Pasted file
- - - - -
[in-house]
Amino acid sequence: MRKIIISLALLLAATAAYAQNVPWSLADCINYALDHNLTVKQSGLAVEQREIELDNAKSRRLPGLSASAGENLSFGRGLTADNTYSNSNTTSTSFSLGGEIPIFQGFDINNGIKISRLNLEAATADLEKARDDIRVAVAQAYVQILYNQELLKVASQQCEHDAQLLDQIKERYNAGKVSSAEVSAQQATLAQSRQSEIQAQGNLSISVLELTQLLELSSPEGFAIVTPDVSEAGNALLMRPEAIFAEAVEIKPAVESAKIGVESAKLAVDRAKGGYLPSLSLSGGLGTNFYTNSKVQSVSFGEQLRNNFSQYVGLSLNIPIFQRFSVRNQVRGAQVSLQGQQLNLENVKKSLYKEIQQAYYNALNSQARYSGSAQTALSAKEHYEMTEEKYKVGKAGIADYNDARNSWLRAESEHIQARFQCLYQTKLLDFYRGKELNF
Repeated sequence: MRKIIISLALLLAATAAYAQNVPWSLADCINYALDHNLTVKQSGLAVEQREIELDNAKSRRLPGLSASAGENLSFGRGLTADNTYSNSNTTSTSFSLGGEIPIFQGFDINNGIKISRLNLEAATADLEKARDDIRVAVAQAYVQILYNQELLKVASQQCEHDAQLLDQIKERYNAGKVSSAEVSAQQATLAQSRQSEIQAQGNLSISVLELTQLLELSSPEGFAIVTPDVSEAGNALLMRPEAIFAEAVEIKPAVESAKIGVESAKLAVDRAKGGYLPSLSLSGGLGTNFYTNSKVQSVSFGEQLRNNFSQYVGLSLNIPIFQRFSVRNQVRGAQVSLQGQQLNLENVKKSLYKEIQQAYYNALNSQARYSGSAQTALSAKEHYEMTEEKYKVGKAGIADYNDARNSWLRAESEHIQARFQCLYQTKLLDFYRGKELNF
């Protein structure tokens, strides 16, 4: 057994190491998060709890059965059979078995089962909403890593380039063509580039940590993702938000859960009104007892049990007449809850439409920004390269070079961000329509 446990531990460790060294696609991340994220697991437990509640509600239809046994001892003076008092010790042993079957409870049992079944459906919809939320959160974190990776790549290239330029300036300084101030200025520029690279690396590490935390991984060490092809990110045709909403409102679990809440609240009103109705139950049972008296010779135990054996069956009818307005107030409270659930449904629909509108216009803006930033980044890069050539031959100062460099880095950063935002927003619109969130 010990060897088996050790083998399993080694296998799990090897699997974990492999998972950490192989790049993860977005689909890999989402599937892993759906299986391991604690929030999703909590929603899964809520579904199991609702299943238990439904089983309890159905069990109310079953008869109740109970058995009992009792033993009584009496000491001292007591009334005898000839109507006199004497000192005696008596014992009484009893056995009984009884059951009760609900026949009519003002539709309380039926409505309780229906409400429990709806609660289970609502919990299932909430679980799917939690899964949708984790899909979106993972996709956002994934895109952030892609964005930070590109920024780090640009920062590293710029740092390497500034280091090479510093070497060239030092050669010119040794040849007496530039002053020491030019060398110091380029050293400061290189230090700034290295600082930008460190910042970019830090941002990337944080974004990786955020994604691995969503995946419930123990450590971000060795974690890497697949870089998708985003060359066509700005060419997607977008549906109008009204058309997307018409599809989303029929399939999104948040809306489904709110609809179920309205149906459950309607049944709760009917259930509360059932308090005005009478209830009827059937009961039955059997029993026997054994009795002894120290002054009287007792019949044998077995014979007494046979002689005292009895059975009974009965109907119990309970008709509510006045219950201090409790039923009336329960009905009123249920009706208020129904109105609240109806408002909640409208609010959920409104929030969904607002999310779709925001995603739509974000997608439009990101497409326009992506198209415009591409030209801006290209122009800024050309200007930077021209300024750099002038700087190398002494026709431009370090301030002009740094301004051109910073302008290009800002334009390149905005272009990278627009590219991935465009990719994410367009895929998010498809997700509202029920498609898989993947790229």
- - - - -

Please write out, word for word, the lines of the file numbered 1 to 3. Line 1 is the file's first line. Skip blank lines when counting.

[in-house]
Amino acid sequence: MRKIIISLALLLAATAAYAQNVPWSLADCINYALDHNLTVKQSGLAVEQREIELDNAKSRRLPGLSASAGENLSFGRGLTADNTYSNSNTTSTSFSLGGEIPIFQGFDINNGIKISRLNLEAATADLEKARDDIRVAVAQAYVQILYNQELLKVASQQCEHDAQLLDQIKERYNAGKVSSAEVSAQQATLAQSRQSEIQAQGNLSISVLELTQLLELSSPEGFAIVTPDVSEAGNALLMRPEAIFAEAVEIKPAVESAKIGVESAKLAVDRAKGGYLPSLSLSGGLGTNFYTNSKVQSVSFGEQLRNNFSQYVGLSLNIPIFQRFSVRNQVRGAQVSLQGQQLNLENVKKSLYKEIQQAYYNALNSQARYSGSAQTALSAKEHYEMTEEKYKVGKAGIADYNDARNSWLRAESEHIQARFQCLYQTKLLDFYRGKELNF
Repeated sequence: MRKIIISLALLLAATAAYAQNVPWSLADCINYALDHNLTVKQSGLAVEQREIELDNAKSRRLPGLSASAGENLSFGRGLTADNTYSNSNTTSTSFSLGGEIPIFQGFDINNGIKISRLNLEAATADLEKARDDIRVAVAQAYVQILYNQELLKVASQQCEHDAQLLDQIKERYNAGKVSSAEVSAQQATLAQSRQSEIQAQGNLSISVLELTQLLELSSPEGFAIVTPDVSEAGNALLMRPEAIFAEAVEIKPAVESAKIGVESAKLAVDRAKGGYLPSLSLSGGLGTNFYTNSKVQSVSFGEQLRNNFSQYVGLSLNIPIFQRFSVRNQVRGAQVSLQGQQLNLENVKKSLYKEIQQAYYNALNSQARYSGSAQTALSAKEHYEMTEEKYKVGKAGIADYNDARNSWLRAESEHIQARFQCLYQTKLLDFYRGKELNF